6. Technology. You never know when one of your electronic tools will distract you, forcing you to deal with it and then hunt for the loose threads of your focus later. So when you want to focus, create your own “Cone of Silence,” like the one Max used in the old TV show Get Smart. Turn off the blinking light on your cell phone or shut it off completely (not on vibrate), close your browser, and shut down your email. Turn everything off that will distract you except the task you’re working on.

7. Creative avoidance. When you stay busy, you feel like you’re doing something…and maybe you are, just not the most important thing on your list. Don’t focus on the operational, day-to-day responsibilities, to the exclusion of the long-term, strategic projects. Rather than let minor tasks steal your time, stop procrastinating on the big items. Force yourself to do them first, even when you don’t feel like it. If necessary, break them into smaller, more palatable pieces you can handle more easily. Set a plan, prioritize, and stick to your goals.

Step Up to the Plate

We tend to get distracted and make impulsive decisions for perfectly logical reasons, and no doubt I’ve just scratched the surface here. It wouldn’t surprise me if you could provide plenty more reasons you lose focus (please do in the comments!). But I hope this list provides you with enough to get you started on your distraction eradication program. The more you know about what pushes you out of focus, the better. It’s not ADD or OCD slowing you down, just real life. All you have to do to beat it is realize that—and fight it with these strategies.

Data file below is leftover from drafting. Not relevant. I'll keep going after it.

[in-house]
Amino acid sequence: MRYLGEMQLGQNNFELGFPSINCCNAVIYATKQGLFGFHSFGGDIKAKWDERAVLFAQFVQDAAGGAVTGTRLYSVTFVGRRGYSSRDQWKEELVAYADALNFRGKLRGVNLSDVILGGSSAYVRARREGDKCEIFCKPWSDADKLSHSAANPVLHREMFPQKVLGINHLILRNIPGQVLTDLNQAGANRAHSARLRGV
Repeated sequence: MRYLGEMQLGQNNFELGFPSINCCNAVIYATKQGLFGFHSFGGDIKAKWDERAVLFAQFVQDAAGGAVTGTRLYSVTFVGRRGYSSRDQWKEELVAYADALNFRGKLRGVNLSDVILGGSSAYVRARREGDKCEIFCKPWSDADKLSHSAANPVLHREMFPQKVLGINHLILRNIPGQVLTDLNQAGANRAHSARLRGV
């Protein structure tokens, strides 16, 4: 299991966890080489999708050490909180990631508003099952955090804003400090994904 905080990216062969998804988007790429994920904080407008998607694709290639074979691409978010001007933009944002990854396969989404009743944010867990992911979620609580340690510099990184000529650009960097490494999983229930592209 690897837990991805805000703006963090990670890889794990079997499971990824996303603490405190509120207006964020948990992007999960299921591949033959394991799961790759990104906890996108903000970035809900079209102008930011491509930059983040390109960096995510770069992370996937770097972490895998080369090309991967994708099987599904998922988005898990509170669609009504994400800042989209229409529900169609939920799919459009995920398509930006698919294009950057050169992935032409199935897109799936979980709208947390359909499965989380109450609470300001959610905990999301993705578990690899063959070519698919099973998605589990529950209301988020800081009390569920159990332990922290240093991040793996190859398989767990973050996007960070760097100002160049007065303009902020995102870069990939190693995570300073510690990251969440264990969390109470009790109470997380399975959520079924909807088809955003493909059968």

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Comments

  1. i STRONGLY agree with your comment on Multitasking. Multitasking is the biggest myth known to mankind next to Bigfoot and the Lochness monster.

    Our brain cannot multitasking. Instead it just flips back and forth between tasks but it does it so rapidly that we think we are doing everything all at once.

    We accomplish much more when we apply our full focus and concentration to one task at a time.